The SQL Standard does not allow a DBMS to decide whether there should be an automatic translation from SQL_TEXT to the default Character set when an SQL statement involves a comparison between a SQL_TEXT string and a default Character set string. But the rules do allow a DBMS to provide a predefined Translation for this purpose. In such cases, most DBMSs will use this option to do an automatic translation for you, e.g., the OCELOT DBMS that comes with this book does. So, to compare SQL_TEXT strings with default Character set strings, you won’t need to do anything special. It won’t normally be necessary to use the TRANSLATE function to translate the retrieved values from 16-bit SQL_TEXT characters into 8-bit, readable format or vice versa. Just write your SQL statement as if the Character set difference doesn’t exist.

A second consequence of the fact that SQL_TEXT is 16-bit and the default Character set is usually 8-bit involves the use of <AuthorizationID>s, <SQL-server name>s and <Connection name>s. Although <AuthorizationID>s, <SQL-server name>s and <Connection name>s are stored as 16-bit SQL_TEXT strings, the SQL-Connection arguments in CONNECT TO are inevitably in 8-bit sets, since ASCII is used to type them. If, however, these same arguments are assigned to host language variable parameters, you will see them as 16-bit strings. Therefore, when you have an expression like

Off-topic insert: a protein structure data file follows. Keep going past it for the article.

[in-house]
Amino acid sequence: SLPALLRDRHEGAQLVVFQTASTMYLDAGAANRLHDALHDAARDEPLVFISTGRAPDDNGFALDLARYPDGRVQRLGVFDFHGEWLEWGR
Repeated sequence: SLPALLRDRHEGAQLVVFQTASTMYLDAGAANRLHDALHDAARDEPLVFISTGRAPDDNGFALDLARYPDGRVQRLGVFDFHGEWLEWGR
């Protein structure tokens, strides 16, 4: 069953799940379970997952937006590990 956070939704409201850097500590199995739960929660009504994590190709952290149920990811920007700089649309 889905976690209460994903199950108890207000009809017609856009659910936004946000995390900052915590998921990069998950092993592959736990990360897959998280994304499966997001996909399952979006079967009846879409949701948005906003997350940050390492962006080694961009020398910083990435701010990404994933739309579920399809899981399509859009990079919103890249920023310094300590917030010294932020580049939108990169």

... WHERE <AuthorizationID> = 'x' ...

you know that the <character string literal> 'x' is a 16-bit string because <Authorization ID>s are SQL_TEXT strings. But the same <literal> in a CONNECT statement, e.g.,

CONNECT TO 'x';

has to be an 8-bit string because it is typed in ASCII.

One last comment, about parsing SQL_TEXT strings. Consider the following expression, which concatenates a character string with a value from a Column:

... _INFORMATION_SCHEMA.SQL_TEXT 'A ' || column_1

The default Character set for an SQL statement is usually an 8-bit Character set, but the string 'A'` in this example is explicitly introduced as 16-bit SQL_TEXT. Thus, what appears to be two 8-bit characters – A and <space> – is, in fact, one 16-bit character – the Unicode value 4120h.

Parsing of SQL statements is always based on 8-bit values regardless of the Character set of a string, so your DBMS will consider the SQL_TEXT string 'A' to begin after the first single quote mark and end before the second single quote mark; i.e.: although the characters inside the single quotes are 16-bit, the delimiting single quote marks themselves are 8-bit. Thus, when the parser reaches the second single quote mark it knows that the string is over – despite the fact that in 16-bit, a single quote mark character has not yet been found.